Vincent Nijzink is President of EAS Change Systems, a globally active company founded 30 years ago by his father, who started developing systems that enable short changeover times. Nijzink started working for EAS in 2007 as General Manager in China, successfully starting and structuring the Asian sales network and factory. He returned to the Dutch headquarters in 2010 to take over the operational management. Last year, Nijzink succeeded his father as CEO of the global organization. Now, he is moving offices to boost sales in North and Central America and the Caribbean, taking over from preceding Vice-President Cliff Drake.
Q: What is lean manufacturing?
A: To stay competitive, production companies focus more and more on high-mix/low-volume production. This means production needs to be automated. Lean manufacturing offers smart solutions for different stages of the production process to achieve short lead times, reduce stocks and still deliver just in time.
Q: What is the role of EAS in this process?
A: EAS change systems is specialized in automation solution to speed-up changeover times.
Changeover times are an important aspect. Being able to change production from one product to the next in the shortest possible time helps reduce overall costs. The SMED method (Single Minute Exchange of Dies) is a quick and efficient method for changeover, including all activities concerned. According to his principle, a changeover should take less than ten minutes, hence the ‘single-minute.’
Q: Why not simply buy the newest machinery?
A: We see lots of production companies happy to buy a new machine when their machine efficiency is at 70 percent. Our SMED systems could help them raise that to over 90 percent, making the extra machine in many cases superfluous.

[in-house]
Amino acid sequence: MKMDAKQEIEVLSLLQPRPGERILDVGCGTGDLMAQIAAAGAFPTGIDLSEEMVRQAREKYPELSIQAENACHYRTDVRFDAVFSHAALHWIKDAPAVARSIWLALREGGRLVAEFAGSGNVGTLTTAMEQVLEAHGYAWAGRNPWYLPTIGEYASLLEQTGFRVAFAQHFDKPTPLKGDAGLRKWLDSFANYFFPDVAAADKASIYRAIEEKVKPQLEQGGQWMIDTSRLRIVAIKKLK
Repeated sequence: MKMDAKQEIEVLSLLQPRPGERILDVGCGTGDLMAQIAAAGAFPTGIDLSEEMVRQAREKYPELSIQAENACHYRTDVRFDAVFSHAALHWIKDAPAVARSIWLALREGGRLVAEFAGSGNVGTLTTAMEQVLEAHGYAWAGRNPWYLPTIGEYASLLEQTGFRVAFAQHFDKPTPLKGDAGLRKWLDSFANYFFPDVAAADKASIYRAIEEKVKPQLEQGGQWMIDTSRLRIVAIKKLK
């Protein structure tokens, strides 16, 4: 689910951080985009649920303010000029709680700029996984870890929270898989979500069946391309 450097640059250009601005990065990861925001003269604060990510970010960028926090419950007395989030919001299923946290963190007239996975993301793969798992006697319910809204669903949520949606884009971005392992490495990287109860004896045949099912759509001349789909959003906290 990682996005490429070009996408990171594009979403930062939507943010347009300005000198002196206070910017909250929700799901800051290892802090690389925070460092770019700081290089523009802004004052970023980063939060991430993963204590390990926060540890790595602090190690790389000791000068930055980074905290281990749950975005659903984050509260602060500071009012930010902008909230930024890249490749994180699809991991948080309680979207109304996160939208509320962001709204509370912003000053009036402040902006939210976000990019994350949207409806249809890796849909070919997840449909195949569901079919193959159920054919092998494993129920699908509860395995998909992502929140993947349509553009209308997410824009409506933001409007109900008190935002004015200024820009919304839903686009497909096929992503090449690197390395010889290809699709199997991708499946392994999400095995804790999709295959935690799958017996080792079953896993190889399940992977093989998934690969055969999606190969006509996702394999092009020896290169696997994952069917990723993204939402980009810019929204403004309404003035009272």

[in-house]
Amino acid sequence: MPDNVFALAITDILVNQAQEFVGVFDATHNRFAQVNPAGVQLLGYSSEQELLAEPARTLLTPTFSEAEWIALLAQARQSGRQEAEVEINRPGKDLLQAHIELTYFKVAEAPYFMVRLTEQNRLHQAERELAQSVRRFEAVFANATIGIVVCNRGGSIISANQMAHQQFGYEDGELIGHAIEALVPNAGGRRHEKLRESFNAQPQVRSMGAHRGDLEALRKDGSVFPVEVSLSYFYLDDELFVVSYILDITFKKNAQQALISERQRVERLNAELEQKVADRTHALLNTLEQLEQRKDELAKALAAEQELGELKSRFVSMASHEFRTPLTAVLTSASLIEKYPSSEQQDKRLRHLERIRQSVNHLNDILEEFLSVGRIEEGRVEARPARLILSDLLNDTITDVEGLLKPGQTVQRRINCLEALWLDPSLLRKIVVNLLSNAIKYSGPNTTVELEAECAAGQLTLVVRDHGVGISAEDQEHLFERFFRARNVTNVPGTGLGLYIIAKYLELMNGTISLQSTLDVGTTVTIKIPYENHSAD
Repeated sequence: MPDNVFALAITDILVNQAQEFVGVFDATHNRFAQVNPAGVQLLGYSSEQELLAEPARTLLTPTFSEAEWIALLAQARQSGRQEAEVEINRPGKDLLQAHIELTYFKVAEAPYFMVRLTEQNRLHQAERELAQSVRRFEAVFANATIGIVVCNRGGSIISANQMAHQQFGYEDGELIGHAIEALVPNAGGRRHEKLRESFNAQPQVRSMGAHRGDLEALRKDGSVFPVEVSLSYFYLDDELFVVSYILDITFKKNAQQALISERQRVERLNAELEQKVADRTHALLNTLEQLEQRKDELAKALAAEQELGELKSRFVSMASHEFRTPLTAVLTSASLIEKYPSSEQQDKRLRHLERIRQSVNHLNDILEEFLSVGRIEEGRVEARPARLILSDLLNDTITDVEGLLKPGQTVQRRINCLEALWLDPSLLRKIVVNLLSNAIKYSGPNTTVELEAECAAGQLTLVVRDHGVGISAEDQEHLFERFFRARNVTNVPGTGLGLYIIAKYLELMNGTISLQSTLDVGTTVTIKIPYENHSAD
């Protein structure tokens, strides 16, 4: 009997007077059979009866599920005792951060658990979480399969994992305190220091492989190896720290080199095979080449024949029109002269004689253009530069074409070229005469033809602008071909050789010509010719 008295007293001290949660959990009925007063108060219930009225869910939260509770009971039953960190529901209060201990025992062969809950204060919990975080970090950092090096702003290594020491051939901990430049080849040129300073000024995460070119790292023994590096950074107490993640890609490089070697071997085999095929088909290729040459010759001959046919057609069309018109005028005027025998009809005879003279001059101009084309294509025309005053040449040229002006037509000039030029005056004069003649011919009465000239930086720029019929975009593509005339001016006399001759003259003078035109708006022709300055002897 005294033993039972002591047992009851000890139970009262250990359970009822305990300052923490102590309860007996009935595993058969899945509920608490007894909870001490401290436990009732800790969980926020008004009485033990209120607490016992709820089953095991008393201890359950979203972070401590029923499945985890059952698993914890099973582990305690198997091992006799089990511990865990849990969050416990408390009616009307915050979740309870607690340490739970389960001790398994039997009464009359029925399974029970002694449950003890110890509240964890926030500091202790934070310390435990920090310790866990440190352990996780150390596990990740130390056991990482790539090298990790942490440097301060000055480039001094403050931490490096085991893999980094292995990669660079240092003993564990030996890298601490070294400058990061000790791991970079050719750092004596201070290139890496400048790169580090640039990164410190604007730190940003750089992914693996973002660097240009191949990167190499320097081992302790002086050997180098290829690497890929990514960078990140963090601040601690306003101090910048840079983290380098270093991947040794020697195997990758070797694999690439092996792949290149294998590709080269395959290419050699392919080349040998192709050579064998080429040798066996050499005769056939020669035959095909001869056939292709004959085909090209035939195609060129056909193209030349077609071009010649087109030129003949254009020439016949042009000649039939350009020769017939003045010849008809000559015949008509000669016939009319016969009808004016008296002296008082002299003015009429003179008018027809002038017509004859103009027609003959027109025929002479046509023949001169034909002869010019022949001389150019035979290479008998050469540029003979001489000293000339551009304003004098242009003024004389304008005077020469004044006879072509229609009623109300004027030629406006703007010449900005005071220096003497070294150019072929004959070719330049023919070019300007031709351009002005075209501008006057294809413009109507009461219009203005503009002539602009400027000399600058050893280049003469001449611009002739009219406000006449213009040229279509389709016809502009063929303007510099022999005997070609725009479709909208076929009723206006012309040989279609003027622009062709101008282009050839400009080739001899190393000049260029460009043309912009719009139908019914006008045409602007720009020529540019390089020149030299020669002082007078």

There are many factors to take into account when deciding for either option. Many companies do not even consider calculating an ROI; they find that too much trouble and assume it is too expensive. The benefits can go much further than just not having to buy an extra machine and the costs of stock can be reduced immensely. Besides that, they often forget how valuable their tools are. A mold or die can be a very expensive piece of equipment. Taking care of them can prolong their lifespan and increase the quality of the production throughout that lifespan. That last aspect is an absolute must for some industries. Apart from that, you can choose how automated you want your systems to be. Just a little or very advanced, the choice is there for you to make.
Q: What will be the future in automation?
A: In the nearby future, many more companies will be focusing on shortening lead times. Automation allows us to be competitive in production. We see tools being equipped with RIFD chips that store valuable cycle data. Control systems for the automated change systems are already being integrated in the machine control. I think we will see robots changing tools with AGV’s, self-driven change tables, bringing the right tool to the right machine at the right time. Thanks to the RFID chip, the machine recognizes the tool and automatically sets the correct parameters.
EAS change systems, a lean organization at the forefront of all developments for SMED applications in the plastics and metal industry. EAS was the first on the European market to design and sell hydraulic clamping for injection molding machines and metal presses (SMED), helping to mark the start of the use of automatic multicouplers on the European market. In addition, over the last 16 years, the first applications of magnetic clamping devices for injection molding systems were introduced by EAS and the company laid the groundwork for the use of die change carts and tables in the global market.